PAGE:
Re-Edit: Don't necessarily buy that "using nothing" line, either. It's not 2004 anymore, regular users can easily suck down a SHITTON of bandwidth using streaming services. That includes Gramma looking at funny cat videos.

Nomenklatura fucked around with this message at Jan 27, 2011 around 16:49

orange lime
Jul 24, 2008



I've gotten used to sucky speeds; I can tolerate 5 megabit internet just fine. I'd be happy with the state of Canadian internet if I could pay 40 bucks a month for a 5-megabit uncapped line.

Do MPs care about letters that aren't from their constituents? I want to send an email to the relevant person where they're deploying the 170 megabit fiber link to point out that at those speeds you will go through your entire monthly cap of 80 gigs in 65 minutes, and from then on it will cost you two dollars every 45 seconds. There is NO loving way anyone can believe those are anywhere near the actual costs of internet access. I could probably hire a guy to courier a hard drive wherever my data was going for less.

Dudebro
Jan 1, 2010
I AM ING TO -->


http://www.dslreports.com/shownews/...-Billing-112406
http://forums.redflagdeals.com/crtc...ion-ubb-996533/
http://forums.redflagdeals.com/take...g-march-996839/

1. http://www2.parl.gc.ca/Parlinfo/Com...aspx?Language=E
2. Type in your postal code, find your MP's name and email address.
3. Compose a email. You don't have to write an essay. If you wish keep it brief, or if you are well informed, feel free to air your frustration.


For those that don't know, for all Bell and Bell reseller providers, starting March 2011:
- Bandwith cap will be 25GB(confirmed by Teksavvy CEO). That's upload and download, together.
- $1 per GB you go over, up to $22.50. $0.75 per GB after that.
- ALL DSL RESELLER PRICES WILL GO UP TO MATCH BELL PLAN PRICES, AND RISE WHEN BELL PLAN PRICES RISE.

For those on Rogers, or Rogers reseller providers:
- Same deal, coming down the pipe a few months later (early summer).


More information:

http://www.antiubb.com/
http://www.dslreports.com/forum/canbroadband
http://www.openmedia.ca/meter
http://www.stopthecap.com/


I sent my MP a short e-mail asking her how this is beneficial for us and basically how important the Internet is for our country's future. I don't even know if MPs read and respond to their e-mails.

Dudebro fucked around with this message at Jan 27, 2011 around 17:05

univbee
Jun 3, 2004

Let's maintain dazzling beer indefinitely.


One thing I'm doing right the gently caress now and recommend others follow suit: TAKE YOUR INTERNET OFF ANY AUTO-PAYMENT. If they come up with a $1200 bill for me, I want them to have to fight me to pay it, not me fight them to pay me back.

Bonzo
Mar 11, 2004



Dudebro posted:

I sent my MP a short e-mail asking her how this is beneficial for us and basically how important the Internet is for our country's future. I don't even know if MPs read and respond to their e-mails.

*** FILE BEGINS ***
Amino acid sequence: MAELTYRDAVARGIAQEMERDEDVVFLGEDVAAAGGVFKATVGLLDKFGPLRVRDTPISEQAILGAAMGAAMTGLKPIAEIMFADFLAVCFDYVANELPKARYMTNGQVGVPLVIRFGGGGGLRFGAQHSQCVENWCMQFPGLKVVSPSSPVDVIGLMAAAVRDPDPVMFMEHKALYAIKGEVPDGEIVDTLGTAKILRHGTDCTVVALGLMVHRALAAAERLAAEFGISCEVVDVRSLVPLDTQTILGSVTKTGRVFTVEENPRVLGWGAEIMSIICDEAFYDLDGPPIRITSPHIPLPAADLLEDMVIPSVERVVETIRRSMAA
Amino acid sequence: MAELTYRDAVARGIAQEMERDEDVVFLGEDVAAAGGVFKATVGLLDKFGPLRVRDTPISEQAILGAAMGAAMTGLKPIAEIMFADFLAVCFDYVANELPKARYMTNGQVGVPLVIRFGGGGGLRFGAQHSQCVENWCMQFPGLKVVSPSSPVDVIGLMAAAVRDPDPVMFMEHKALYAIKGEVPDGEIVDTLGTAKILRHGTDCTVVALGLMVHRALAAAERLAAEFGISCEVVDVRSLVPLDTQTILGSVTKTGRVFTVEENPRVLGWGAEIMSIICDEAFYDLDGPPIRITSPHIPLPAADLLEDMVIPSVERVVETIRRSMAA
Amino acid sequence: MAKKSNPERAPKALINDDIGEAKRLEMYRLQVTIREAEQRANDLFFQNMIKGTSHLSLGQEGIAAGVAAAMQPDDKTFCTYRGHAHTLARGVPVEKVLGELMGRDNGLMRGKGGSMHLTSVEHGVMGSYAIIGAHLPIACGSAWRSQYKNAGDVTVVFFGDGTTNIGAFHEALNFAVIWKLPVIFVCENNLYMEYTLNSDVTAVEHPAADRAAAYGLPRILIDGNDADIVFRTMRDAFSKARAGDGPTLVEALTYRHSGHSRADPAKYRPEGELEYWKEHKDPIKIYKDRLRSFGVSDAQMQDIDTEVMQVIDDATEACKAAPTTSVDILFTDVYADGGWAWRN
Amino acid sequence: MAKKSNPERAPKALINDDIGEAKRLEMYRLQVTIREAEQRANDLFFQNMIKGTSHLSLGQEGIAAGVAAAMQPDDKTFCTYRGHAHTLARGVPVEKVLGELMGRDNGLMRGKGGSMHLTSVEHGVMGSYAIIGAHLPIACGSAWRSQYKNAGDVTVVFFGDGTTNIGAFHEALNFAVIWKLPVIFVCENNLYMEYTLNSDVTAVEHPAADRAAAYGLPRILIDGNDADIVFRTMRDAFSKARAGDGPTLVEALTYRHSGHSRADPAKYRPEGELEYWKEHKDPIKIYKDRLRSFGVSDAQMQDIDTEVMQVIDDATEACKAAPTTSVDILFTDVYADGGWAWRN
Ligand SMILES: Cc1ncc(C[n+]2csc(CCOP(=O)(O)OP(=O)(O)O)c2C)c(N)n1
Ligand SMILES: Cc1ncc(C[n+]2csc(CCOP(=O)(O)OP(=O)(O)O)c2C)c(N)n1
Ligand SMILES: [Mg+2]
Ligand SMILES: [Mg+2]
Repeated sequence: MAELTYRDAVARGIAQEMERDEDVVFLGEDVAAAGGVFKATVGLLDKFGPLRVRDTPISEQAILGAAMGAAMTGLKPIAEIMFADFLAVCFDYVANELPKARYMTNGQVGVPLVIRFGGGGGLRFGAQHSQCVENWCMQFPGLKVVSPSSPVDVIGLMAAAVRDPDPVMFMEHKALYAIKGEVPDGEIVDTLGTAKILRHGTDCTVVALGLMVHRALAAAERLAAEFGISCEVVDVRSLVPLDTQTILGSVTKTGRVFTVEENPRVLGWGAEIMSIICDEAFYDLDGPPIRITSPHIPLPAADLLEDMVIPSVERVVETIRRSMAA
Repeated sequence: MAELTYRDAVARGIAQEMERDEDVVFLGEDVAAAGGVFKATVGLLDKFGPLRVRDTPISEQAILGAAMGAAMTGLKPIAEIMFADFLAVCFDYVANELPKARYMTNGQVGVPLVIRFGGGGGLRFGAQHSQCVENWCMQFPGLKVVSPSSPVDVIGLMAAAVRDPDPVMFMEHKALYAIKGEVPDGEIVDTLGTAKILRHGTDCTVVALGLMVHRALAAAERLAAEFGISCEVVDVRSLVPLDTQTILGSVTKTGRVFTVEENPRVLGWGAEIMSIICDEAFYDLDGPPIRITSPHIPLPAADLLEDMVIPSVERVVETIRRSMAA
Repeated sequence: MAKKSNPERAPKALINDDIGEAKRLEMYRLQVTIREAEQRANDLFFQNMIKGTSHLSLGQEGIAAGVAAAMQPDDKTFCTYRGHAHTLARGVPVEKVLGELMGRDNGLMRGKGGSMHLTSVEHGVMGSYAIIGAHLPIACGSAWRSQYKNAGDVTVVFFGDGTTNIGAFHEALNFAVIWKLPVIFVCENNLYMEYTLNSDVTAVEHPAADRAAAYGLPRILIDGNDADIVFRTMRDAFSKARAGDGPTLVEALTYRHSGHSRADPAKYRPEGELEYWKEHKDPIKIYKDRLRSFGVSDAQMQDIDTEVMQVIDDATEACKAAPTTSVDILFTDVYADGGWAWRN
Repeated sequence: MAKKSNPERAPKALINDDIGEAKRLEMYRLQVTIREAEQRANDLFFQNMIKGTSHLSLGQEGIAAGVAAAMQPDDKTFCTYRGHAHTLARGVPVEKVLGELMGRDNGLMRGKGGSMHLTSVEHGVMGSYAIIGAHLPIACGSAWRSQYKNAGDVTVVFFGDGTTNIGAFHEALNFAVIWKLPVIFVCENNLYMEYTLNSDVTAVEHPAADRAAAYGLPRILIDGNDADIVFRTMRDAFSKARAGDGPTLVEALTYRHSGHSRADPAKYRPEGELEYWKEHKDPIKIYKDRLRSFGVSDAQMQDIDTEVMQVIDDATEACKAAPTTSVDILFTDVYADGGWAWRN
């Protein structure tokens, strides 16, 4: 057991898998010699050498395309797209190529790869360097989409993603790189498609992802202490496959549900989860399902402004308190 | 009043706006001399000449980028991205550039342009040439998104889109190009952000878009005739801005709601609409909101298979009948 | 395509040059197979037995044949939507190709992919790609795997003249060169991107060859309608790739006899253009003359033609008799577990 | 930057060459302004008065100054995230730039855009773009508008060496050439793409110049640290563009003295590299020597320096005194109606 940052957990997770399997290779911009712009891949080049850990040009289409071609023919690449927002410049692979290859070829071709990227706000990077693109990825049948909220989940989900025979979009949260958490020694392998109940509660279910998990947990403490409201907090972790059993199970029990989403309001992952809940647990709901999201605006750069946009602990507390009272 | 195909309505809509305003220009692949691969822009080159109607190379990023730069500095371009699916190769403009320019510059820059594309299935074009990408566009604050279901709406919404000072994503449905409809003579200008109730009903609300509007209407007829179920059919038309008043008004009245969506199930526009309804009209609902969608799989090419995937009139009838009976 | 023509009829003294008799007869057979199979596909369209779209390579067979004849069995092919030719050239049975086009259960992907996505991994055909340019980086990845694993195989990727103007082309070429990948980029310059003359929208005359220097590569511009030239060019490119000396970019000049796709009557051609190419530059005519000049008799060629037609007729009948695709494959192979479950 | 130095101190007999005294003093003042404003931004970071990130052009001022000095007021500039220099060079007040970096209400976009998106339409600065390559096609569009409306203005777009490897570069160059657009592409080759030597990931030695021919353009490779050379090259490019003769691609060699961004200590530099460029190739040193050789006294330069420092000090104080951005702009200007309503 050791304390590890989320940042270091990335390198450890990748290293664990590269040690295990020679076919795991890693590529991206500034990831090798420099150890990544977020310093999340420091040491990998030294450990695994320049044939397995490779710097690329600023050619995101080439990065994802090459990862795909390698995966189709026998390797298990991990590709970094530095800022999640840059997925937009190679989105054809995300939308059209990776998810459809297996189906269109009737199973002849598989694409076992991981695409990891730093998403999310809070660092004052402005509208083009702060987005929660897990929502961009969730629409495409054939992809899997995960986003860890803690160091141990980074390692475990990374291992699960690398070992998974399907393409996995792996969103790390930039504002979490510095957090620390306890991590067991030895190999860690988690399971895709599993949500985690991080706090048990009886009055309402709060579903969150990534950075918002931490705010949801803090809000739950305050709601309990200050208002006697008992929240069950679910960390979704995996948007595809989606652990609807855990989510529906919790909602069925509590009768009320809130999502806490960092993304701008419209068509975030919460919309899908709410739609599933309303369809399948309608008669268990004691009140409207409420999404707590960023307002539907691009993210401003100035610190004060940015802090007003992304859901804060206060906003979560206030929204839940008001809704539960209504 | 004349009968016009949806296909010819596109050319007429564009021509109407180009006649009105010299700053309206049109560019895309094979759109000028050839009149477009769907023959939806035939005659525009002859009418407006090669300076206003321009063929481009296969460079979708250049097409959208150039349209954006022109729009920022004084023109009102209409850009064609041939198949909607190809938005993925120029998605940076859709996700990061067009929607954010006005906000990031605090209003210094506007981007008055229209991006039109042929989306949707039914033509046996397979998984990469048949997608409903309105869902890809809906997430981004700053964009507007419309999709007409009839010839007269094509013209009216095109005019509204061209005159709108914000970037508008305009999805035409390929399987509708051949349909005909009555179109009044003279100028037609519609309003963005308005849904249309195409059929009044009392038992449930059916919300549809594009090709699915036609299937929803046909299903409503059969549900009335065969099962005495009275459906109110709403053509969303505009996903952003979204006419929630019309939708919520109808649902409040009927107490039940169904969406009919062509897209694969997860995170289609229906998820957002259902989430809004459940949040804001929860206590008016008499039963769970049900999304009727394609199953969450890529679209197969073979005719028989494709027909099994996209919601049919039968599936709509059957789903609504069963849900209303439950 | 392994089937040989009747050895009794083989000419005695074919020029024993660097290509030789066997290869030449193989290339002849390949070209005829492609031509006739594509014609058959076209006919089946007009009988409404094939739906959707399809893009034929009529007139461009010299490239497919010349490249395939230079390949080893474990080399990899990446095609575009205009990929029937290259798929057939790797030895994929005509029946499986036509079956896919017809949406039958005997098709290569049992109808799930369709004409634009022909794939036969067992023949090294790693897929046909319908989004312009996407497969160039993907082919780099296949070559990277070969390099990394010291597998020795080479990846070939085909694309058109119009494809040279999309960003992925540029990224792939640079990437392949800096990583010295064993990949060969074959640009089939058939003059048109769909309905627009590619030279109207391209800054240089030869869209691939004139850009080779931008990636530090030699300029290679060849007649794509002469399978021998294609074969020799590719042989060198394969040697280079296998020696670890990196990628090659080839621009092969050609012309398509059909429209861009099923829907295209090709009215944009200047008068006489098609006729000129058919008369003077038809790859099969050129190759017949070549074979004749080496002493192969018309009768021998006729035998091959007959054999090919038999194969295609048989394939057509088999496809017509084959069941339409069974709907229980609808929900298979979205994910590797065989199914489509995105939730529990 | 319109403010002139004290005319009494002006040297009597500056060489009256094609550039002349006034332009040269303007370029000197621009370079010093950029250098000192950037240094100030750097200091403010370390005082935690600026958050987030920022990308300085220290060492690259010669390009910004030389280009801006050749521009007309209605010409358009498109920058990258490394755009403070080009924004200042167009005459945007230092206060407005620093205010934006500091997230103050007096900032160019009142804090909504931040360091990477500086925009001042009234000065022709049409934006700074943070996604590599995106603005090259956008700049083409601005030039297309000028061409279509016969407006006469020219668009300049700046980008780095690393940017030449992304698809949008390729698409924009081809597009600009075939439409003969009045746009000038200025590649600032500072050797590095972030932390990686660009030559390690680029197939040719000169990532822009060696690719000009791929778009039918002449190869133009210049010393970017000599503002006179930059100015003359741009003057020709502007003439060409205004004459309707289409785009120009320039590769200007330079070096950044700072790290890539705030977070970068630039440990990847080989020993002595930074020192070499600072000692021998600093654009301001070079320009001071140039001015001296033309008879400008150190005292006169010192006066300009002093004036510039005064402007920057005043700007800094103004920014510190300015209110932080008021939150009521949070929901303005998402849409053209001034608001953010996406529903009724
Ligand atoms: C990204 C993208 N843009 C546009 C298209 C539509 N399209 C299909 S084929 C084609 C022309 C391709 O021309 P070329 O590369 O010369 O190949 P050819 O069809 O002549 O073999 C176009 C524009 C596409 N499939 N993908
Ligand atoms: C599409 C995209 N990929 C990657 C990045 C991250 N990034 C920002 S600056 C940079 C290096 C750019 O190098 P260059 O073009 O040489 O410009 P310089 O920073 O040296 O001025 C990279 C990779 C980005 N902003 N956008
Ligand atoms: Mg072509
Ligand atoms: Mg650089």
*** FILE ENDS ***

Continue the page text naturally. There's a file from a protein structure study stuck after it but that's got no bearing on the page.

In my experience, MPs NEVER reply to emails. Anytime I've done so I get a reply from their assistant. The 1st reply is a basic canned response they send everyone. AFter that it's just endlessly arguing with someone who could care less about your issue and they will lead you on all kinds of wild goose chases to get you to shut up.

If you request to speak directly to the MP they will tell you to write some written request which I'm sure is then ignored.

Bats
Sep 6, 2003

With great power comes great responsiblity...TO ROCK OUT!

Wait, are you serious, Teksavvy is going to have to impose a 25gb cap on their plans? Is it across the board for all their plans?

I am currently on their 15/1 unlimited plan for $55. I routinely download well over 25gb in a month. I have like 200 games on steam, which get installed/uninstalled as my hdd space/game interest changes, and then there's all the streaming I do on Youtube/Giant Bomb/across the net. I always go for the HD option too. I purchased an unlimited plan because I wanted unlimited internet. This really really boils my blood.

Already sent an email to the CRTC, going to see if I can send one to my MP as well. There's gotta be a better solution than just straight up consumer surprise sex.

less than three
Aug 9, 2007

Fire Sights and LED Lights

ESC 2010 Never Forget

Bonzo posted:

In my experience, MPs NEVER reply to emails. Anytime I've done so I get a reply from their assistant. The 1st reply is a basic canned response they send everyone. AFter that it's just endlessly arguing with someone who could care less about your issue and they will lead you on all kinds of wild goose chases to get you to shut up.